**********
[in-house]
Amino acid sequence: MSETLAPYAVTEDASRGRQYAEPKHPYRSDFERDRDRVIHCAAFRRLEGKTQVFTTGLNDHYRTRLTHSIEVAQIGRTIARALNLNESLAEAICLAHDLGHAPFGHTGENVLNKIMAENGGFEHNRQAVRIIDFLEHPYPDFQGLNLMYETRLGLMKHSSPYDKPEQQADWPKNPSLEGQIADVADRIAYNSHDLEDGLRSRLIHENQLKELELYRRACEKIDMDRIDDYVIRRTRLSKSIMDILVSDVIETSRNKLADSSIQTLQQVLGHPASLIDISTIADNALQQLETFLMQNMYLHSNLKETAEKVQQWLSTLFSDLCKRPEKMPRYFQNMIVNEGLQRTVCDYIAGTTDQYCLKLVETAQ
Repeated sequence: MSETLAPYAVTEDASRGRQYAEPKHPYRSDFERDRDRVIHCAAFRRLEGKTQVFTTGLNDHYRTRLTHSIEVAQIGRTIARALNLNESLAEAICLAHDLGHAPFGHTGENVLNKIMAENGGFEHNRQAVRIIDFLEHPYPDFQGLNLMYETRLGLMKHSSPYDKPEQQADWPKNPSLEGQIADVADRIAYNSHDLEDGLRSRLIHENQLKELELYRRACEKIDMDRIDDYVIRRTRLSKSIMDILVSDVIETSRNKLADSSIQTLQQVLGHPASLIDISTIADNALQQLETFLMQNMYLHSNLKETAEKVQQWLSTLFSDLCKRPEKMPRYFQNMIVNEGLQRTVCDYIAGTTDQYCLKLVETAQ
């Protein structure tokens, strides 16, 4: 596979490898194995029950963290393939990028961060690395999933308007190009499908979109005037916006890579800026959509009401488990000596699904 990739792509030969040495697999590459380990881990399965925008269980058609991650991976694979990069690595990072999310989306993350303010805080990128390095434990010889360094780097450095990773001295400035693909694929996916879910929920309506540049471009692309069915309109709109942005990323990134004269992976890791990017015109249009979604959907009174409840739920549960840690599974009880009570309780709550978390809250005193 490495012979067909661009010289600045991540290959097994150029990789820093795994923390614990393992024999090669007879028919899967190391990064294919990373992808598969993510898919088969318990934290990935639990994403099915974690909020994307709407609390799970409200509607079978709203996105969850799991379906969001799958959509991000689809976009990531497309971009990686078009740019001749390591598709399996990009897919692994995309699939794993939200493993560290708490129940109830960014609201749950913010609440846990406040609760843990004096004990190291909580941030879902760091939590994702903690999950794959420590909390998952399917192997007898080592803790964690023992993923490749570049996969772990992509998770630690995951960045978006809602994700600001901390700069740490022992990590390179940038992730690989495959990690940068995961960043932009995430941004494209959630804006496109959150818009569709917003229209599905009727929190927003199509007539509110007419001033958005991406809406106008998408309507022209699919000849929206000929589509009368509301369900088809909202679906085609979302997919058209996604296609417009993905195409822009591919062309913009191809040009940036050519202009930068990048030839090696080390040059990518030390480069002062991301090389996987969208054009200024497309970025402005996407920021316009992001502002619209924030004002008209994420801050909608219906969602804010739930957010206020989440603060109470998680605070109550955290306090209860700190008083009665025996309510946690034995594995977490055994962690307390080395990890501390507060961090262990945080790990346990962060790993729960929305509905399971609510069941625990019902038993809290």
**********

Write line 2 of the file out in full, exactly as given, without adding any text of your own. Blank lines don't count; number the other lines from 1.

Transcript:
Amino acid sequence: MSETLAPYAVTEDASRGRQYAEPKHPYRSDFERDRDRVIHCAAFRRLEGKTQVFTTGLNDHYRTRLTHSIEVAQIGRTIARALNLNESLAEAICLAHDLGHAPFGHTGENVLNKIMAENGGFEHNRQAVRIIDFLEHPYPDFQGLNLMYETRLGLMKHSSPYDKPEQQADWPKNPSLEGQIADVADRIAYNSHDLEDGLRSRLIHENQLKELELYRRACEKIDMDRIDDYVIRRTRLSKSIMDILVSDVIETSRNKLADSSIQTLQQVLGHPASLIDISTIADNALQQLETFLMQNMYLHSNLKETAEKVQQWLSTLFSDLCKRPEKMPRYFQNMIVNEGLQRTVCDYIAGTTDQYCLKLVETAQ